Introduction

The changes over recent decades in businesses' and government's IT environments have rendered the traditional security model obsolete. The sophistication and technical aptitude of adversaries constantly increase to take advantage of every attack surface, including the ones emerging from the shift away from on-premise "fortresses". A set of principles called zero trust has been in development over the past decade to address this situation. A Zero Trust methodology must be considered for Third Party identities. Third Party identities are not typically vetted by HR and are subject to informal and manual lifecycle processes that identify, approve, onboard, manage and off board.  Zero Trust IAM for Third Party identities can automate and streamline manual business process associated with lifecycle events such as engagements, changes, disengagement and re-engagement. Enforcing business, security and compliance policies throughout the lifecycle is imperative to managing and mitigating risk.

 

Massive Increase in Risk

Numerous recent reports[1] have catalogued the sharp rise in system breaches and ransomware attacks. The number of attacks has been increasing for years.  Awareness and often preparedness has also increased in many organizations. U.S. regulators in the FTC are considering scrutinizing businesses more intently regarding cybersecurity[2]. In spite of this, security teams do not seem to be able to reduce the risk of computer system compromise. 

On the positive side, security risk assessment methods and frameworks are freely available. Several threat modeling methodologies are available for identifying security risks. Automated tools exist to identify patterns of behavior that indicate imminent or active attacks. Computer security is a relatively mature field with a common vocabulary and concept of risk. The federal government is developing programs[3] to increase the size and improve the training of the cybersecurity workforce. Federal agencies are increasing staffing[4]. In spite of these positive conditions, security teams are having a harder time protecting digital assets. Digital assets that are being delegated and assigned to Third Parties. There will continue to be an increase in reliance on Third Party individuals and services to execute.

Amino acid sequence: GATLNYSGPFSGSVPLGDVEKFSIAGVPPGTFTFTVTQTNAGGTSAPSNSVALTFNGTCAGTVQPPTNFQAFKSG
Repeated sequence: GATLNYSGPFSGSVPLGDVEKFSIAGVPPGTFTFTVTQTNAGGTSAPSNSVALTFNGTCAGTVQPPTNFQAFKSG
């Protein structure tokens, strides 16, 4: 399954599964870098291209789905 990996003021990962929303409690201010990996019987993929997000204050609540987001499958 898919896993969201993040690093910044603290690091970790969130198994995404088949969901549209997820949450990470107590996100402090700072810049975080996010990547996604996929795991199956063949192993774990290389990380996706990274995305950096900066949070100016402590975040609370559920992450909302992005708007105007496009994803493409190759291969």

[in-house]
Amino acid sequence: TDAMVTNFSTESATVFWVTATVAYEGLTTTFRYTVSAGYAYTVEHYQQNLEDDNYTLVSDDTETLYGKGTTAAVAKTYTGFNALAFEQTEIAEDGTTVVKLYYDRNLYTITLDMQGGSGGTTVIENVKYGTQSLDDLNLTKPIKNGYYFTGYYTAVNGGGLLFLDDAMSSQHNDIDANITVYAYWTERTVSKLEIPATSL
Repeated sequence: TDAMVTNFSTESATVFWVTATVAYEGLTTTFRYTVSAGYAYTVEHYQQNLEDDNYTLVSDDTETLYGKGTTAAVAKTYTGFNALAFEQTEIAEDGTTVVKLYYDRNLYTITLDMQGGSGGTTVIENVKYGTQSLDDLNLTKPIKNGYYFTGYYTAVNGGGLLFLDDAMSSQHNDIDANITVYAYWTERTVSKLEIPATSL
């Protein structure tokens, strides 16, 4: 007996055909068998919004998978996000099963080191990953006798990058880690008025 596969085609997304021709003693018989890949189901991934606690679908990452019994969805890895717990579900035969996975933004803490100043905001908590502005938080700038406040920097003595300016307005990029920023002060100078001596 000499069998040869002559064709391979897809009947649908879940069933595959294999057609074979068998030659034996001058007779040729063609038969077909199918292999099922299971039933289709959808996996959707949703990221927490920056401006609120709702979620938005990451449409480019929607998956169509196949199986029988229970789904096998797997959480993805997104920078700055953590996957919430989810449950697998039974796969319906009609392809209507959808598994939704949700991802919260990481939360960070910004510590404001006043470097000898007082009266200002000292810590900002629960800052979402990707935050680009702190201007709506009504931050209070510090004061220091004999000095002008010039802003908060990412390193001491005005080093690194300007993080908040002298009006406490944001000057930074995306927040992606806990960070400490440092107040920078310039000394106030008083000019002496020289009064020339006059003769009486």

Misguided Placement of Trust

Security controls often continue to be deployed in a castle-and-moat approach.  This involves coarse segmentation of employees and assets into a single enclave, or scattered across a few enclaves. The rest of the world - entities and devices - is considered to be outside this enclave. And there are only a few gateways into the enclave. This approach no longer models the actual state of affairs where users access enterprise resources on devices and via infrastructure not owned by the enterprise, and the resources themselves might not reside on enterprise-owned infrastructure. Third Party identities often require privileged access to perform mission critical business and technical operations.

Third Party risk management must be extended to the identity level full true visibility and management. The process to identify, request, approve and onboard Third Party identities is often conducted via emails, meetings, spreadsheets, and other adhoc manual processes. The process often requires collaboration across multiple Lines of Business, HR, IT, Security, Risk and Compliance personnel. and service accounts require standardization of business controls, processes and risk mitigation efforts.

Third Party Risk Management needs visibility into the individual identities, not just organizations